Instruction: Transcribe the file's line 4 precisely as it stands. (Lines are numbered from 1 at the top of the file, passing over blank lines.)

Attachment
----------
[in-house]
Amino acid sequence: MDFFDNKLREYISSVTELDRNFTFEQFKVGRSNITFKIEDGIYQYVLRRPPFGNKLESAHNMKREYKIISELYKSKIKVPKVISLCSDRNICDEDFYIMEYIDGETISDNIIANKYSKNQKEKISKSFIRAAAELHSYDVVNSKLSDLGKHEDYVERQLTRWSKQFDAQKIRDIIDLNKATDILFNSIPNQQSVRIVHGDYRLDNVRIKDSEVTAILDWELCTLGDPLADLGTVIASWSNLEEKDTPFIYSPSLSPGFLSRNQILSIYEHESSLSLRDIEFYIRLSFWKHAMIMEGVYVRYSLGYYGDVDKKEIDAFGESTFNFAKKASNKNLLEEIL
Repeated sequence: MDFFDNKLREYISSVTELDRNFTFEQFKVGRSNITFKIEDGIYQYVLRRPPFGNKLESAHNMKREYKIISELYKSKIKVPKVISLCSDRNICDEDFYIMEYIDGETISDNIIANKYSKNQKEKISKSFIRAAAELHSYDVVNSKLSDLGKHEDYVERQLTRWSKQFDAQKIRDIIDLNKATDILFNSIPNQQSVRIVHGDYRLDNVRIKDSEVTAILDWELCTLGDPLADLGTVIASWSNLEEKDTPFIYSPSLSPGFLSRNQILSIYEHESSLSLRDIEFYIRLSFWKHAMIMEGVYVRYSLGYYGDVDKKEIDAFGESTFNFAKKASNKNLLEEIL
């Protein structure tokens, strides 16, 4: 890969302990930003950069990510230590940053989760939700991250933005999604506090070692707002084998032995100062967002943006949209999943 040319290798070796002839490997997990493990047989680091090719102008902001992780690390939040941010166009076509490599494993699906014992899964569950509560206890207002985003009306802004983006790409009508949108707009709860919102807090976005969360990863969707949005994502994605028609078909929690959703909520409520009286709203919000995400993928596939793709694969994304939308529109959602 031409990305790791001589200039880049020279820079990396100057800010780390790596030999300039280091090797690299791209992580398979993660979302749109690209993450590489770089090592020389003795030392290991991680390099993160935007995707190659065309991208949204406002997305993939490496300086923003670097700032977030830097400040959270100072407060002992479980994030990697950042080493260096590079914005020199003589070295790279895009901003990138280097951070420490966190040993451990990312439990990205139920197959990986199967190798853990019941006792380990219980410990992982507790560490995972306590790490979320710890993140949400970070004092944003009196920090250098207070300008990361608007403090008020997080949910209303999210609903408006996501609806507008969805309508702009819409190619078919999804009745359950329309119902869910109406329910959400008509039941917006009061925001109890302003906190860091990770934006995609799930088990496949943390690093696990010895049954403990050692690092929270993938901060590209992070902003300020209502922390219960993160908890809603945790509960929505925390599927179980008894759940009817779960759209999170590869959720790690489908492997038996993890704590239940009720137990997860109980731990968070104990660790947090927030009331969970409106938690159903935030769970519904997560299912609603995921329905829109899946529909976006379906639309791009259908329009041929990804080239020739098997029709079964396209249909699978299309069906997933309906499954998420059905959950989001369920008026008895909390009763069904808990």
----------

């Protein structure tokens, strides 16, 4: 890969302990930003950069990510230590940053989760939700991250933005999604506090070692707002084998032995100062967002943006949209999943 040319290798070796002839490997997990493990047989680091090719102008902001992780690390939040941010166009076509490599494993699906014992899964569950509560206890207002985003009306802004983006790409009508949108707009709860919102807090976005969360990863969707949005994502994605028609078909929690959703909520409520009286709203919000995400993928596939793709694969994304939308529109959602 031409990305790791001589200039880049020279820079990396100057800010780390790596030999300039280091090797690299791209992580398979993660979302749109690209993450590489770089090592020389003795030392290991991680390099993160935007995707190659065309991208949204406002997305993939490496300086923003670097700032977030830097400040959270100072407060002992479980994030990697950042080493260096590079914005020199003589070295790279895009901003990138280097951070420490966190040993451990990312439990990205139920197959990986199967190798853990019941006792380990219980410990992982507790560490995972306590790490979320710890993140949400970070004092944003009196920090250098207070300008990361608007403090008020997080949910209303999210609903408006996501609806507008969805309508702009819409190619078919999804009745359950329309119902869910109406329910959400008509039941917006009061925001109890302003906190860091990770934006995609799930088990496949943390690093696990010895049954403990050692690092929270993938901060590209992070902003300020209502922390219960993160908890809603945790509960929505925390599927179980008894759940009817779960759209999170590869959720790690489908492997038996993890704590239940009720137990997860109980731990968070104990660790947090927030009331969970409106938690159903935030769970519904997560299912609603995921329905829109899946529909976006379906639309791009259908329009041929990804080239020739098997029709079964396209249909699978299309069906997933309906499954998420059905959950989001369920008026008895909390009763069904808990």